Valerie Ervin, executive director for the Center for Working Families, became involved in her local PTA after her son was placed in a much lower reading level than he was actually able to read at. She ran for the school board, won, and served for two years. She ended up changing certain testing policies in Montgomery County schools that set back students like her son who were deemed not good learners.
Ervin said that the CWF looks for candidates with authenticity, relatibility, and passion. They work to recruit and help women and people of color who are ready to run for office.
Diane Fink is the executive director of Emerge Maryland, an organization dedicated to helping women attain public office in Maryland, which has trained 50 women, half of who are women of color. Fink shared some statistics that show the unequal representation of men and women in positions of political office.
There are no women under 40 in the Maryland senate, and only seven women in the House and two women on county council. Fink said it is important to keep inequalities in mind during recruitment and that Emerge Maryland recruits diverse women who range from age 22 to 65, some with disabilities, some with no kids, and all have different jobs.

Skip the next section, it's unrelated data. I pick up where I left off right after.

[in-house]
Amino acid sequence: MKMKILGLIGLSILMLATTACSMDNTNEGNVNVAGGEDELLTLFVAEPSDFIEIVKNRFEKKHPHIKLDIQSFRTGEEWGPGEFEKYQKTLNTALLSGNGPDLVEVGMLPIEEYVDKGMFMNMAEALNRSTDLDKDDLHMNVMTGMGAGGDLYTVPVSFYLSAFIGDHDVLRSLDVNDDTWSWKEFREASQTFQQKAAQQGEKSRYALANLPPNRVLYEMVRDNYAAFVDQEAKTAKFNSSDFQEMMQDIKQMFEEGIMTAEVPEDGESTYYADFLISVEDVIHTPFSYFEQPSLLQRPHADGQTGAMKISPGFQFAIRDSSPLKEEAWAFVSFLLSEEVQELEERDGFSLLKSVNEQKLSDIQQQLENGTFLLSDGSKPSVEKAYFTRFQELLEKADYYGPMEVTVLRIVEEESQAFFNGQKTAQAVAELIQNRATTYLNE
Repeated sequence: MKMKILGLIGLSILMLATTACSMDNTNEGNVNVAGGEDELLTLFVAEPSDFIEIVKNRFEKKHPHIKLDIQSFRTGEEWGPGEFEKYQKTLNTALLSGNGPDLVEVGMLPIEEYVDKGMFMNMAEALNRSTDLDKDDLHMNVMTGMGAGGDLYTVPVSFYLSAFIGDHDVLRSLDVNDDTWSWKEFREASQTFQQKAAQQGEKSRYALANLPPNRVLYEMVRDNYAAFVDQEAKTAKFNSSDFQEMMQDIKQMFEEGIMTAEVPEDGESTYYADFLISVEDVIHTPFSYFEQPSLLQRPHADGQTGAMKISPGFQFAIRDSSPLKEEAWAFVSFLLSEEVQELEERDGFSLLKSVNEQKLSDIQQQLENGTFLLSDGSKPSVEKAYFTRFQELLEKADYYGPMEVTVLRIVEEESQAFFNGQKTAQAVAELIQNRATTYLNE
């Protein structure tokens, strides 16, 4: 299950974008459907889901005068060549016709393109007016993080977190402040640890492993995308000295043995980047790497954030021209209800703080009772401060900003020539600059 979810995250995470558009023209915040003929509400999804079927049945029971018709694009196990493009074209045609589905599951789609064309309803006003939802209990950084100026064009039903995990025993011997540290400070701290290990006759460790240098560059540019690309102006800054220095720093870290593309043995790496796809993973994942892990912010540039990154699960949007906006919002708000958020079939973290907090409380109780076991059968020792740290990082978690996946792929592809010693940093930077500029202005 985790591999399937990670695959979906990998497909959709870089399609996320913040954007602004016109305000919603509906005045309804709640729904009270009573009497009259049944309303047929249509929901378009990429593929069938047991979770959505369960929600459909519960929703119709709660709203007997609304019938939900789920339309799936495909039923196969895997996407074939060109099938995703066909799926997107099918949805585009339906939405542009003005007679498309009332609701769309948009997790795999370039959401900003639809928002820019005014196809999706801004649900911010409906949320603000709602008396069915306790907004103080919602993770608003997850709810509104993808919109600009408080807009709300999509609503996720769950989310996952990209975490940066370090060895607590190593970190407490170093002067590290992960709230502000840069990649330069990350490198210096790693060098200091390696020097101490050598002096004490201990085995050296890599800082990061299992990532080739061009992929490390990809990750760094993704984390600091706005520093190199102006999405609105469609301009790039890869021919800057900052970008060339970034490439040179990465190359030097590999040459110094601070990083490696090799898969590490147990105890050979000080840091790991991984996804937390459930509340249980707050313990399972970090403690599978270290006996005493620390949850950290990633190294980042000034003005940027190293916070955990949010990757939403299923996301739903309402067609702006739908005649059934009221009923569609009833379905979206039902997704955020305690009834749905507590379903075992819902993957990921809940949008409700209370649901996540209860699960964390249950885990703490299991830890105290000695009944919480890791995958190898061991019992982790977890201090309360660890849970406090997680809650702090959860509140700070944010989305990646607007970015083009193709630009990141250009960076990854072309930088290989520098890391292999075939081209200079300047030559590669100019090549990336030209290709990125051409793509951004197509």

She said, “We want to recruit strong leaders who are motivated, committed, ethical, who have instances of prior leadership, who can inspire others, and also build connections and leadership.” She ended by saying, “Just go for it.”
The last panel explored what it is like running for office from a candidate’s perspective. Laura Neumann, former county executive of Anne Arundel County, had a unique perspective growing up in a poor family of five in a row house in Baltimore, was a highschool and college dropout, and was raped at the age of 18. She decided to go into public service after 9/11 and said, “It is gratifying to know that your work makes a difference in people’s lives.”
Former Howard County Councilwoman Courtney Watson became involved in her child’s school board, much like Valerie Ervin, and became interested in helping the county build new schools and changing current laws. She ran for county council in a very tight race, won, and served for eight years. Watson spoke about the gender bias that is subtle but still present in many political fields. She said, “Women must look out for other women.”
Director of Intergovernmental Affairs for the Office of the Governor, Jeannie Haddaway-Riccio was the youngest woman at the time of her election to be elected to state office, which she held for 11 years, and then became the minority whip for the Maryland House of Delegates. She said, “You have to be passionate about what you’re doing on a campaign because you’re working 24/7, and you have to be able to look past the negative things and remember why you’re running.”
The diversity of the panelist’s backgrounds was inspiring and eye-opening because I see clearly now that strong passion and convictions can lead you to go places you may not have planned to go, whether that be in public office or somewhere else. All the women who spoke agreed that young women need to run for office to bring a different dynamic to a field so heavily dominated by men.